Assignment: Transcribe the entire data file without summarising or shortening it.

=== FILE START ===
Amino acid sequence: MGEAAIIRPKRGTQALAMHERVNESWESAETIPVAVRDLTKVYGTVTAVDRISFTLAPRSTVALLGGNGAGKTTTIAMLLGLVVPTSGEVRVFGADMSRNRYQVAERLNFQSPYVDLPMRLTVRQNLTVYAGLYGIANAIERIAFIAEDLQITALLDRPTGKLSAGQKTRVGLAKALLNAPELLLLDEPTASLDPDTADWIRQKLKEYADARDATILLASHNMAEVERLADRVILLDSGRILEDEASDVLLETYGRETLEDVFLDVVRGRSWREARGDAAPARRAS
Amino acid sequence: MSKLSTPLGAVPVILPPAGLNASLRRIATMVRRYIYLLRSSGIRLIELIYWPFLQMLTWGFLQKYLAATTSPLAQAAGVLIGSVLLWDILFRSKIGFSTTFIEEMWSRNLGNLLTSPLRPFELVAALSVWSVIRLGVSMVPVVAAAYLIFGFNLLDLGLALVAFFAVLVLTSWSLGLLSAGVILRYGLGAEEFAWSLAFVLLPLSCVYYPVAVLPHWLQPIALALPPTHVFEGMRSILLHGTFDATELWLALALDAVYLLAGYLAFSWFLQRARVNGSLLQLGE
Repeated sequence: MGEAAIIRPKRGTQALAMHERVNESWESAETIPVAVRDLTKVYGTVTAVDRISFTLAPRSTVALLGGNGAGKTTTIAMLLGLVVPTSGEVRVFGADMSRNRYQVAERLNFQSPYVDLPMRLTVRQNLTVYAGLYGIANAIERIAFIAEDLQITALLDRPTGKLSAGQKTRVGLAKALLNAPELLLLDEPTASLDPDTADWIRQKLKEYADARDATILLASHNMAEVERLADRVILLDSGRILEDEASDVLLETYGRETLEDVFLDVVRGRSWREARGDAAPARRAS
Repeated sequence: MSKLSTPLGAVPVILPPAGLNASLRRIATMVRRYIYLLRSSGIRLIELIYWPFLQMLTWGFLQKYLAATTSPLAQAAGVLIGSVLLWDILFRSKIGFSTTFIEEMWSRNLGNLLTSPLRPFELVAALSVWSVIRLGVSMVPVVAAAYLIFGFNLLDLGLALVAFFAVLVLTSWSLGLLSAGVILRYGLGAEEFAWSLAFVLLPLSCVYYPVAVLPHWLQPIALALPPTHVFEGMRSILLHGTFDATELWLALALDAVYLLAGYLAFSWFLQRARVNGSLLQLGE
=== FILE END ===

Amino acid sequence: MGEAAIIRPKRGTQALAMHERVNESWESAETIPVAVRDLTKVYGTVTAVDRISFTLAPRSTVALLGGNGAGKTTTIAMLLGLVVPTSGEVRVFGADMSRNRYQVAERLNFQSPYVDLPMRLTVRQNLTVYAGLYGIANAIERIAFIAEDLQITALLDRPTGKLSAGQKTRVGLAKALLNAPELLLLDEPTASLDPDTADWIRQKLKEYADARDATILLASHNMAEVERLADRVILLDSGRILEDEASDVLLETYGRETLEDVFLDVVRGRSWREARGDAAPARRAS
Amino acid sequence: MSKLSTPLGAVPVILPPAGLNASLRRIATMVRRYIYLLRSSGIRLIELIYWPFLQMLTWGFLQKYLAATTSPLAQAAGVLIGSVLLWDILFRSKIGFSTTFIEEMWSRNLGNLLTSPLRPFELVAALSVWSVIRLGVSMVPVVAAAYLIFGFNLLDLGLALVAFFAVLVLTSWSLGLLSAGVILRYGLGAEEFAWSLAFVLLPLSCVYYPVAVLPHWLQPIALALPPTHVFEGMRSILLHGTFDATELWLALALDAVYLLAGYLAFSWFLQRARVNGSLLQLGE
Repeated sequence: MGEAAIIRPKRGTQALAMHERVNESWESAETIPVAVRDLTKVYGTVTAVDRISFTLAPRSTVALLGGNGAGKTTTIAMLLGLVVPTSGEVRVFGADMSRNRYQVAERLNFQSPYVDLPMRLTVRQNLTVYAGLYGIANAIERIAFIAEDLQITALLDRPTGKLSAGQKTRVGLAKALLNAPELLLLDEPTASLDPDTADWIRQKLKEYADARDATILLASHNMAEVERLADRVILLDSGRILEDEASDVLLETYGRETLEDVFLDVVRGRSWREARGDAAPARRAS
Repeated sequence: MSKLSTPLGAVPVILPPAGLNASLRRIATMVRRYIYLLRSSGIRLIELIYWPFLQMLTWGFLQKYLAATTSPLAQAAGVLIGSVLLWDILFRSKIGFSTTFIEEMWSRNLGNLLTSPLRPFELVAALSVWSVIRLGVSMVPVVAAAYLIFGFNLLDLGLALVAFFAVLVLTSWSLGLLSAGVILRYGLGAEEFAWSLAFVLLPLSCVYYPVAVLPHWLQPIALALPPTHVFEGMRSILLHGTFDATELWLALALDAVYLLAGYLAFSWFLQRARVNGSLLQLGE